N/A             0001-0203-0407 XGE1/0/1                 N/A  Static

Dynamic IPv4SG using DHCP snooping configuration example

Network requirements

As shown in Figure 3, the host (the DHCP client) obtains an IP address from the DHCP server. Perform the following tasks:

·           Enable DHCP snooping on the switch to make sure the DHCP client obtains an IP address from the authorized DHCP server. To generate a DHCP snooping entry for the DHCP client, enable recording of client information in DHCP snooping entries.

·           Enable dynamic IPv4SG on Ten-GigabitEthernet 1/0/1 to filter incoming packets by using the IPv4SG bindings generated based on DHCP snooping entries. Only packets from the DHCP client are allowed to pass.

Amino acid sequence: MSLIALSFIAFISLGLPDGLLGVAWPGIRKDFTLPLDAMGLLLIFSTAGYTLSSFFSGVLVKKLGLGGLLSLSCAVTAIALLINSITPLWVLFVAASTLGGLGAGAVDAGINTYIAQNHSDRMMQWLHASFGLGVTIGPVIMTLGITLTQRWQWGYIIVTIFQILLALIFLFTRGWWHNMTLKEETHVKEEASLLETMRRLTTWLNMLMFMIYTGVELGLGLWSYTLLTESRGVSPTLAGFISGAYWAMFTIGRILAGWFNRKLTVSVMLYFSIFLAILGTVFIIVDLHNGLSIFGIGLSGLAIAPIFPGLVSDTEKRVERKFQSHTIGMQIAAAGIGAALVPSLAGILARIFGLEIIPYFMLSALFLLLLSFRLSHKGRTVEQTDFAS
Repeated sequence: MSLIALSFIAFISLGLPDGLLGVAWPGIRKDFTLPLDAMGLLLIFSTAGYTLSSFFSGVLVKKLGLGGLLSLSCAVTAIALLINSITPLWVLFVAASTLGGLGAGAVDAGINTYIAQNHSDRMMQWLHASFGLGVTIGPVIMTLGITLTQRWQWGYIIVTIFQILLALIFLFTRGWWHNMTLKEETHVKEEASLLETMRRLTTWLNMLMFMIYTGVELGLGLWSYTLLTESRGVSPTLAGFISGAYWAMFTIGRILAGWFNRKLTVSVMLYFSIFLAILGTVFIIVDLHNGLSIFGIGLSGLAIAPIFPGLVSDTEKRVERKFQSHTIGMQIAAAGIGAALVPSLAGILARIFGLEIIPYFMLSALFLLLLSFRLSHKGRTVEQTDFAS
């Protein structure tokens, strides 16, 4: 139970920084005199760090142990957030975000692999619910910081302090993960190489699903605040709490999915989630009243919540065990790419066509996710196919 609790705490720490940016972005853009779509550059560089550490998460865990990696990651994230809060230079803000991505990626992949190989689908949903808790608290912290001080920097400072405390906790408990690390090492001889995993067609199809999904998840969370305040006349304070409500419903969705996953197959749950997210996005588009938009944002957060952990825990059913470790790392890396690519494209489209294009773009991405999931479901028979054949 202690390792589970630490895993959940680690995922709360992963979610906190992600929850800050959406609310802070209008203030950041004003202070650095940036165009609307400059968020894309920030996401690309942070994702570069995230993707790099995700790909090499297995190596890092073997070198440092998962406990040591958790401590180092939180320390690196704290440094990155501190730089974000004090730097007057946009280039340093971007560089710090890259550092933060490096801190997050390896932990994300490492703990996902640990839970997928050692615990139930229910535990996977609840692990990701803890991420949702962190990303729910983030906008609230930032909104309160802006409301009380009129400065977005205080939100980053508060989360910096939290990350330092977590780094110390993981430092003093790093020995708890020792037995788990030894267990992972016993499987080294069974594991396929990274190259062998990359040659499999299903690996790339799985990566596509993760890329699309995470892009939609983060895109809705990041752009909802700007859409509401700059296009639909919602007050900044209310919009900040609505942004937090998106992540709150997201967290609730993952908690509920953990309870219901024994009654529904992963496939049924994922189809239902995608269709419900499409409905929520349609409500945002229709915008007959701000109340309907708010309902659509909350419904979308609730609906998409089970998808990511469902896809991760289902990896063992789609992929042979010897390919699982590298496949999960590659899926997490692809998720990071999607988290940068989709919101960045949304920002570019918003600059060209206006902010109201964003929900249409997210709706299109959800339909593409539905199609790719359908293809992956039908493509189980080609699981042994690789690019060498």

Figure 3 Network diagram

 

Configuration procedure

1.      Configure the DHCP server.

For information about DHCP server configuration, see Layer 3—IP Services Configuration Guide.

2.      Configure the switch:

# Configure IP addresses for the interfaces. (Details not shown.)

# Enable DHCP snooping.

<Switch> system-view

[Switch] dhcp snooping enable

# Configure Ten-GigabitEthernet 1/0/2 as a trusted interface.

[Switch] interface ten-gigabitethernet 1/0/2

[Switch-Ten-GigabitEthernet1/0/2] dhcp snooping trust

[Switch-Ten-GigabitEthernet1/0/2] quit

# Enable IPv4SG on Ten-GigabitEthernet 1/0/1 and verify the source IP address and MAC address for dynamic IPSG.

[Switch] interface ten-gigabitethernet 1/0/1

[Switch-Ten-GigabitEthernet1/0/1] ip verify source ip-address mac-address

# Enable recording of client information in DHCP snooping entries on Ten-GigabitEthernet 1/0/1.